FMCSA Proposes Seven Changes in Hours Rule

ATA says the new HOS proposal disregards the negative safety impacts the proposed changes will have.

By Oliver B. Patton, Washington Editor

The Federal Motor Carrier Safety Administration is proposing seven changes in the current hours of service rules in order to, it says, give drivers the flexibility to take a break during the day and reduce the health and safety risks of long hours of work.

Here are the changes the agency is proposing:

* Consider the possibility of limiting daily driving time to 10 hours rather than the current 11 hours. The agency said it favors a 10-hour limit but is looking for comments and data on the issue.

* Drivers would have to be released from duty after 14 consecutive hours, rather than have the current option of continuing on duty but not drive. This would apply to regional drivers as well, who currently get the option of one 16-hour shift a week. Certain short-haul non-CDL drivers would still get two 16-hour shifts a week but would have to be released from duty afterwards.

* Give drivers a one-hour break during the day by limiting actual duty time within the 14-hour driving window to 13 hours.

* Limit consecutive time behind the wheel by prohibiting a driver from driving if it has been more than 7 hours since his last off-duty or sleeper-berth period of at least 30 minutes.

* Modify the 34-hour restart: it would have to include two periods between midnight and 6 a.m., and it could be used only once a week.

* Change the definition of on-duty time from any time in the truck, except the sleeper berth, to exempt any time spent resting in a parked truck and up to two hours in the passenger seat of a moving truck immediately before or after eight hours in a sleeper berth.

* The oilfield operations exception would be revised to clarify the language on waiting time and to state that waiting time would not be included in the calculation of the driving window.

Other key components of the rule would not change: drivers would still have to take off 10 consecutive hours per day, the weekly limits for on-duty hours would stay at 60 in 7 days and 70 in 8 days.

The sleeper berth requirement for at least 8 consecutive hours in the berth and 2 hours either in the berth or off duty would remain the same, but the changes proposed for driving, on-duty time and duty-period limits would apply.

It remains to be seen if these changes will end the litigation and attendant uncertainty that has vexed the industry and the enforcement community since the current rules took effect in 2004.

The agency took on this rewrite attempt in order to address issues raised in several successive suits brought against the rule by Public Citizen and the Teamsters union – neither of which had posted a reaction as of late yesterday afternoon.

American Trucking Associations’ reaction was quick and highly negative.

The proposal is “overly complex, chock full of unnecessary restrictions on professional truck drivers and, at its core, would substantially reduce trucking’s productivity,” said ATA President and CEO Bill Graves in a statement.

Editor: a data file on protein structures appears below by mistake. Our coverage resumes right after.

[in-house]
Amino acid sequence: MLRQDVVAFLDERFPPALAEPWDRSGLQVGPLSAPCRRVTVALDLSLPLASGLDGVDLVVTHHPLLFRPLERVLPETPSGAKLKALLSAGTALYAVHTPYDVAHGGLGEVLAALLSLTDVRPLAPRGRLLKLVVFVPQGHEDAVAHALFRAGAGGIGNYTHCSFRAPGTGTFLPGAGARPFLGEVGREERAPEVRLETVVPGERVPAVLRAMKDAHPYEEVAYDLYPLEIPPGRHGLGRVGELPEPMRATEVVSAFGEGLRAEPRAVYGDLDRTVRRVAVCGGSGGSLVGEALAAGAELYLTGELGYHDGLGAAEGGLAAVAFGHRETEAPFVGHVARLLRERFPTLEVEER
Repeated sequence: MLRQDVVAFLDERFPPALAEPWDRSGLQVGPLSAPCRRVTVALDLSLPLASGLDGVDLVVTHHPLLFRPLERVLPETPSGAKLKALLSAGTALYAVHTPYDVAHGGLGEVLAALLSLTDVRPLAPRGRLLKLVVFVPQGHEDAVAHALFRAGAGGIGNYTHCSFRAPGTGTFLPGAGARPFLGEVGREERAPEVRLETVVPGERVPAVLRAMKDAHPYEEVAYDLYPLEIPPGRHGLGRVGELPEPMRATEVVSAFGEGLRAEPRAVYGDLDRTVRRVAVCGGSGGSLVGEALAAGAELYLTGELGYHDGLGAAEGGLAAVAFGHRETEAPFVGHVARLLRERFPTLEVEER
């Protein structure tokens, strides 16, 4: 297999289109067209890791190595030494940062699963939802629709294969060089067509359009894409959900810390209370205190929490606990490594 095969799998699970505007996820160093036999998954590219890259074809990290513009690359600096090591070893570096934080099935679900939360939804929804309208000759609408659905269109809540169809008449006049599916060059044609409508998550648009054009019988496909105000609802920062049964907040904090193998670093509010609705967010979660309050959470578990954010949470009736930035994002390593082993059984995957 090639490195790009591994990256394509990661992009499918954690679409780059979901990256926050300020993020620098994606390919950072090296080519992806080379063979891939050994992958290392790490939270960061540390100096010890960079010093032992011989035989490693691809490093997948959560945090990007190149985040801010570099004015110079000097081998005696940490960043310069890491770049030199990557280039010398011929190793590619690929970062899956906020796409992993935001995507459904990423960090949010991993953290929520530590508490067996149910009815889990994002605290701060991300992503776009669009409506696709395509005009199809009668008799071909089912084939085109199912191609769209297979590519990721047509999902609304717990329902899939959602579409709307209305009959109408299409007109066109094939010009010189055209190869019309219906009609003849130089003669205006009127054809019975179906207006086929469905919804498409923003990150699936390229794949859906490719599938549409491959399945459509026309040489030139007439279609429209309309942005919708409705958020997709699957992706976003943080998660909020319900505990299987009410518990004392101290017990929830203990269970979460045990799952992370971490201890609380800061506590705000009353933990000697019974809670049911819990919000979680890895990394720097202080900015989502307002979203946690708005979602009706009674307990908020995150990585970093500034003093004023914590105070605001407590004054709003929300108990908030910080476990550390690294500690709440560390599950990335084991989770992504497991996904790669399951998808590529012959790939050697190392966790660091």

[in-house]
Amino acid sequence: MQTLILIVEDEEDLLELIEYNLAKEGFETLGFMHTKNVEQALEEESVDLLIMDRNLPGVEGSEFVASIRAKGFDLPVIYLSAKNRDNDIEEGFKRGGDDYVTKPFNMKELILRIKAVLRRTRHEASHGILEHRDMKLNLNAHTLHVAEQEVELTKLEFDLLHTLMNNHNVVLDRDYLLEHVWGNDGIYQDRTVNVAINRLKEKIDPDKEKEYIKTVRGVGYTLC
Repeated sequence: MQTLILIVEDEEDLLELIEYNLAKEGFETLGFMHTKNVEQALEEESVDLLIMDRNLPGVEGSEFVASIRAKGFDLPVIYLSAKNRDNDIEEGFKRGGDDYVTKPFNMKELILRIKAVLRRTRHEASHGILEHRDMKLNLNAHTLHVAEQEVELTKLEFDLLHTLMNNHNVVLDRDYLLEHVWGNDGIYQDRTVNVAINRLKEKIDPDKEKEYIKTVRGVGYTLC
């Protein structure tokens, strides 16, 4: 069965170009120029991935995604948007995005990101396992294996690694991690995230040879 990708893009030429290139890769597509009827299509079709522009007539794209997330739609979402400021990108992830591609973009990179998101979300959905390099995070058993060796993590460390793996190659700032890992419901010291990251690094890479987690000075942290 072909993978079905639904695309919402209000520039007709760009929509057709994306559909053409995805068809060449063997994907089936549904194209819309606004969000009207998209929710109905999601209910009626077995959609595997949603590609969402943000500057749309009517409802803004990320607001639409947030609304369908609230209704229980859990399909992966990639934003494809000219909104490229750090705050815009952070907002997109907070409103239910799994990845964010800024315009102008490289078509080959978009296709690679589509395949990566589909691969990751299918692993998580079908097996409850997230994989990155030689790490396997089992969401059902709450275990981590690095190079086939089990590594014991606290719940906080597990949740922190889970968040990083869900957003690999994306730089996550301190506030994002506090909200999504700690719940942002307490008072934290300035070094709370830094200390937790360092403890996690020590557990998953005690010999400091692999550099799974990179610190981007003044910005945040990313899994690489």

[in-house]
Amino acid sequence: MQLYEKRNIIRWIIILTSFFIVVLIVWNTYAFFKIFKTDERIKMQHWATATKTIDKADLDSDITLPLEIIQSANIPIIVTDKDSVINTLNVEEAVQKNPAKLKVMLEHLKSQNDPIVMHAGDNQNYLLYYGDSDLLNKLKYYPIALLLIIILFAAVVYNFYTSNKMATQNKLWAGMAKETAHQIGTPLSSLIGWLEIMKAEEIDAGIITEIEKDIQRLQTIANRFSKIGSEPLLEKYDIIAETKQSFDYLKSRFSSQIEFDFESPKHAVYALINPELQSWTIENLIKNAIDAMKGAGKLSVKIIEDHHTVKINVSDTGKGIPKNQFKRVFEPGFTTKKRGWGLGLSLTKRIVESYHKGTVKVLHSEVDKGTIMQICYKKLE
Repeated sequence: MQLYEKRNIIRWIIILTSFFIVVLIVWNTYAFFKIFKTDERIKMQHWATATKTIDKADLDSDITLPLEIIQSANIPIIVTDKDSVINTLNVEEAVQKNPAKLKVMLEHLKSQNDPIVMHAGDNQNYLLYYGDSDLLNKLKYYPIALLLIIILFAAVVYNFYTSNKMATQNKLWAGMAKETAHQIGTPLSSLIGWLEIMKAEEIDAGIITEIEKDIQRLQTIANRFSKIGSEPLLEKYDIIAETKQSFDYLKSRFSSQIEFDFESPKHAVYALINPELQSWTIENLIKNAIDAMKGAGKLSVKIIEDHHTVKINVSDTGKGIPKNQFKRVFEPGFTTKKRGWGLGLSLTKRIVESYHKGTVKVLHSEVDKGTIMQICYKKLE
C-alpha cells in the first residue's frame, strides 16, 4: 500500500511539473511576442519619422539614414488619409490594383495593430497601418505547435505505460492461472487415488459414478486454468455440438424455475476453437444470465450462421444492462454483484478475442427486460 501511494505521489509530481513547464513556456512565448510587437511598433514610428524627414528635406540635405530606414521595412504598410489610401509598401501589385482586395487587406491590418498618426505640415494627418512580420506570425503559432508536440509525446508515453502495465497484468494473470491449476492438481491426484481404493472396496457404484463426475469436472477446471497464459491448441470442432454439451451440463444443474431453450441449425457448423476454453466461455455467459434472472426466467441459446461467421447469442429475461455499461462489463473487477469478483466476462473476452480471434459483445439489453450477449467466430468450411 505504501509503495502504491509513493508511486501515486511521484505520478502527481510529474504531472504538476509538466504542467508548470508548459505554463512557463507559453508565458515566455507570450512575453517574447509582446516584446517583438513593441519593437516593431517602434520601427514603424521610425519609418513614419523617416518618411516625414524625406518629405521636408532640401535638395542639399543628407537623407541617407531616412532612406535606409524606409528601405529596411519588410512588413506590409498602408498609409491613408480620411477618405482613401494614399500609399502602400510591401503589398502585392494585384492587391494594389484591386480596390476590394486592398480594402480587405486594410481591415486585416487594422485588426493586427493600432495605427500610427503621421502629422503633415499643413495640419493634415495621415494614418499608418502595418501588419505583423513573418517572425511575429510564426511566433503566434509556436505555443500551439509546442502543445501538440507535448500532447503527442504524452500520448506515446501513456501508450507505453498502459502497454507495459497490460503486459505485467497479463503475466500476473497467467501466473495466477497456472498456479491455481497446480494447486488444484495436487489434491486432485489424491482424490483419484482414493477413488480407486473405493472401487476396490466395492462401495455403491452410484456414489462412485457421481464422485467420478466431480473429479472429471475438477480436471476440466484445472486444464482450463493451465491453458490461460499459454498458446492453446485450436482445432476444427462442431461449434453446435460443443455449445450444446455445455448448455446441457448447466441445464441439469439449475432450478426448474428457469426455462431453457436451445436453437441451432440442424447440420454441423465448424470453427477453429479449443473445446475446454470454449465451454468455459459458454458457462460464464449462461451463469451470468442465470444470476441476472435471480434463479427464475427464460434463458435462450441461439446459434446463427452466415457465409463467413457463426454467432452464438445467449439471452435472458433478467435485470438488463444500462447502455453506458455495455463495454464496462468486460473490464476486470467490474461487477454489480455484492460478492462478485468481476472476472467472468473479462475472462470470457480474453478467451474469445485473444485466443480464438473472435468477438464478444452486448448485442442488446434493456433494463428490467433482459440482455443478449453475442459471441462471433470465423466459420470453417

The statement signals the concerns that ATA will no doubt address in comments on the rule. It says, for example, that the proposal disregards the negative safety impacts the proposed changes will have.

“FMCSA previously found that the 11th hour of driving time does not increase driver weekly hours; is used for flexibility purposes; does not increase driver fatigue risks; and that eliminating it would promote more aggressive driving and lead to placing tens of thousands of less experienced drivers on the road who would pose greater crash risks,” the association said.

ATA has geared up to challenge the proposal by establishing a web site: www.safedriverhours.com.

The Owner-Operator Independent Drivers Association said in a statement that it is still studying the proposal.

“We are carefully analyzing the proposal, but I can tell you that to make additional safety gains, the next hours-of-service rule must be more flexible to allow drivers to sleep when tired and to work when rested,” said Executive Vice President Todd Spencer in a statement. “The rules must encourage truck drivers to get off the road when they are tired and must not penalize them for doing so.”

More info: FMCSA HOS Proposal

Printer Friendly Version
Email This Story
RSS
Bookmark and Share

Government/Regulations: Related News

12/24/2010 – FMCSA Proposes Seven Changes in Hours Rule

The Federal Motor Carrier Safety Administration is proposing seven changes in the current hours of service rules in order to, it says, give drivers the flexibility to take a break during the day and reduce the health and safety risks of long hours of work….
More

12/23/2010 – FMCSA Posts Proposed HOS Revisions

The Federal Motor Carrier Safety Administration has posted long-awaited proposed revisions to the hours of service rule….
More

12/22/2010 – U.S. DOT Releases Latest “Faces of Distracted Driving” Video

U.S. Transportation Secretary Ray LaHood today released the latest video in the Department of Transportation’s “Faces of Distracted Driving” series….
More

12/22/2010 – Trucking Groups Say Port Registries Violate Federal Law


The Owner-Operator Independent Drivers Association (OOIDA), the New Jersey Motor Truck Association and the Port Drivers Federation 18 have filed a petition asking the Department of Transportation (DOT) for a determination that mandatory drayage truck registries conducted by various ports and the California Air Resources Board (CARB) are pre-empted by federal law….
More

12/20/2010 – PacLease to Host Webinar on Lease Accounting Changes for Private Fleet Operators


PacLease will hold a webinar on Jan. 6, 2011, to discuss proposed new lease accounting standards that will be finalized later in the year. The webinar is geared for private fleet operators….
More

12/20/2010 – Hours Proposal Cleared by OMB

The Federal Motor Carrier Safety Administration’s hours of service proposal was cleared by the Office of Management and Budget on Friday, which means that it is on track to be published before the end of the year as the agency expects….
More

12/20/2010 – FMCSA Proposes Middle Approach to Cell Phone Restriction


The Federal Motor Carrier Safety Administration has chosen the middle path in its proposal to restrict cell phone use by commercial drivers.

The proposal essentially says that truck and bus drivers could only use a hands-free phone while driving. It would prohibit a driver from reaching for, dialing or holding a mobile phone while the truck is moving….
More

12/20/2010 – Heavy Trucks Forced back onto Maine State Highways